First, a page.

Since 1840, the Port of Montreal has awarded the famous gold-headed cane celebrating the return of port activities when the ice melted. The prestigious award was given to honour the captain of the first transoceanic ship to reach the Port of Montreal. This tradition brings us back to the time when Montreal was cut off from the world during the long winter months because of the ice that froze the St. Lawrence River. It’s also a symbol of economic recovery and the links with Europe. As soon as the first sailboat had been sighted, the news travelled and thousands of Montrealers flocked to the dock. Everyone knew that the ship’s holds were loaded with tasty victuals, letters, and the latest designs from London and Paris fashion houses.

In 1840, Captain John Swimburn, master of the Great Britain, was the first to arrive. Until 1850, he won this award no less than six times, a record for a single ship that has never been broken. As a reward, he received a top hat, which served as a trophy for the first 40 years of the ceremony. It was only in 1880 that it was replaced by a much more prestigious and less common object at the time: a gold-headed cane. This prize remained unchanged until 1945: 14 carat gold being impossible to find during World War II, the pommel was made of silver that year. The tradition resumed in 1946, and the cane forever kept its famous golden head!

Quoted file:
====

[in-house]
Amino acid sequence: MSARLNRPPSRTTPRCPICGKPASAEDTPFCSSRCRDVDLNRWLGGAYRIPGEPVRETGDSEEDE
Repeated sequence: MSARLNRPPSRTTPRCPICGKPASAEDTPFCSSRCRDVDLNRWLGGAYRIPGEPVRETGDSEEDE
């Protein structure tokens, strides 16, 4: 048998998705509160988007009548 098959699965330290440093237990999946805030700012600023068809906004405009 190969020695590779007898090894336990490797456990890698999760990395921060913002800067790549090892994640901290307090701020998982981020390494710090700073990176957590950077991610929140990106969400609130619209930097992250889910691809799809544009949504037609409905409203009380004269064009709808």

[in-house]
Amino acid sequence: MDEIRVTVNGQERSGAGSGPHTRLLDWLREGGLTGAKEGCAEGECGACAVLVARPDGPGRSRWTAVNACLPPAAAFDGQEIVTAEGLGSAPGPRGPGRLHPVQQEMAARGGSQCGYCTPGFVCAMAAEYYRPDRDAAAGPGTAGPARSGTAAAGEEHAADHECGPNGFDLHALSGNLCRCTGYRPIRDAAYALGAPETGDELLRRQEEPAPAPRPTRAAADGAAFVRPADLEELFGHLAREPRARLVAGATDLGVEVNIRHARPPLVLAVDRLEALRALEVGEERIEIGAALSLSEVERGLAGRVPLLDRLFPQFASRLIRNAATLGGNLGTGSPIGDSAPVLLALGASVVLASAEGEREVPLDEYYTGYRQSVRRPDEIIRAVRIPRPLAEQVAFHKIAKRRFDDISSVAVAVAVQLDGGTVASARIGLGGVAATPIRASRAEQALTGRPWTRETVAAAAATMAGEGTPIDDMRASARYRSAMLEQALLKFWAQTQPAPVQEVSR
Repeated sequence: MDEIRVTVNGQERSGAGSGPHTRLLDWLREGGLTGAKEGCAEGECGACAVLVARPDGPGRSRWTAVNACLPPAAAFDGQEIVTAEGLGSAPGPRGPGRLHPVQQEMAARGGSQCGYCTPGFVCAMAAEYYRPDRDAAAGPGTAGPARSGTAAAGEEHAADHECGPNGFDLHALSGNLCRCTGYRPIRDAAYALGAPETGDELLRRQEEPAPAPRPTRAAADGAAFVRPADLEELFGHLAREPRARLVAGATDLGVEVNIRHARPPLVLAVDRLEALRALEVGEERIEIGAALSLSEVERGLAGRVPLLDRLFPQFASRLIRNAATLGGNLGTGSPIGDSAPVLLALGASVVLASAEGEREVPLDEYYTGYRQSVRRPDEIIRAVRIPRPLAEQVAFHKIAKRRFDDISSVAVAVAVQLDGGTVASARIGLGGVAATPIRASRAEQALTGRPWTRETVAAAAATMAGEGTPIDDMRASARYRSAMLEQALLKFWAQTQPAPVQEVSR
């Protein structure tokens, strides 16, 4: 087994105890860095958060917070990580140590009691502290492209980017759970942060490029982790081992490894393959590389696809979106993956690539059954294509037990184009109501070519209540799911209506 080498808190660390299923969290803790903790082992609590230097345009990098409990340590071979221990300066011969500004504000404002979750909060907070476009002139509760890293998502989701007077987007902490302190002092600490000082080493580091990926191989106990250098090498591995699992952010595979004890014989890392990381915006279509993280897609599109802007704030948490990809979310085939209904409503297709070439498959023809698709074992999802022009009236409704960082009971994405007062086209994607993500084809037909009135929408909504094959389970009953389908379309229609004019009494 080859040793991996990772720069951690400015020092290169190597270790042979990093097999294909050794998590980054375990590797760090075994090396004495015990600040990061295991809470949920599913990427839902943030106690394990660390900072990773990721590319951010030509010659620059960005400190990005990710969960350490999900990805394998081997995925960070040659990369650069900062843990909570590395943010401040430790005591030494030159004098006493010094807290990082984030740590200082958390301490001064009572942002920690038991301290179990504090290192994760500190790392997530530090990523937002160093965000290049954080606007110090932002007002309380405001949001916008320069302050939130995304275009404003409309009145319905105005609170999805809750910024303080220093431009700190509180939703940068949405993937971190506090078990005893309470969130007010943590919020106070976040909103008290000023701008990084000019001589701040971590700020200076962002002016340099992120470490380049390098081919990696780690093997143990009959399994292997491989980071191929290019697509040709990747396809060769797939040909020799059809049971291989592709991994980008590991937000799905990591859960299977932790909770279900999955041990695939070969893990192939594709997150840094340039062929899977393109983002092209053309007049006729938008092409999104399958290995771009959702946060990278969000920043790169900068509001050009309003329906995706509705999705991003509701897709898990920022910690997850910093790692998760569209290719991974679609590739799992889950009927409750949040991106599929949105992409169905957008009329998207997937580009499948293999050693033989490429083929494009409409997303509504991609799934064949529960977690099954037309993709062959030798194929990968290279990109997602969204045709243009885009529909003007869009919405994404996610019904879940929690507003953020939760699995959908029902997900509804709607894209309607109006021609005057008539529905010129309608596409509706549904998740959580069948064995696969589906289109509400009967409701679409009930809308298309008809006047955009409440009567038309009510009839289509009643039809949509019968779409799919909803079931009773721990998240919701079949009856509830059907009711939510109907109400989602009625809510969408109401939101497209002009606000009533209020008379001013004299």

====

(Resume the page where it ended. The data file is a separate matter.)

In 1962, icebreakers opened the way to the St. Lawrence River for Danish cargo ship Helga Dan, which had set a record by arriving first on March 12. It was the beginning of a new era—one of year-round sailing. That’s why on January 1, 2022, at 12:31 a.m., the famous trophy was awarded to Felino D’Souza, captain of the Quebec Express. Congratulations!


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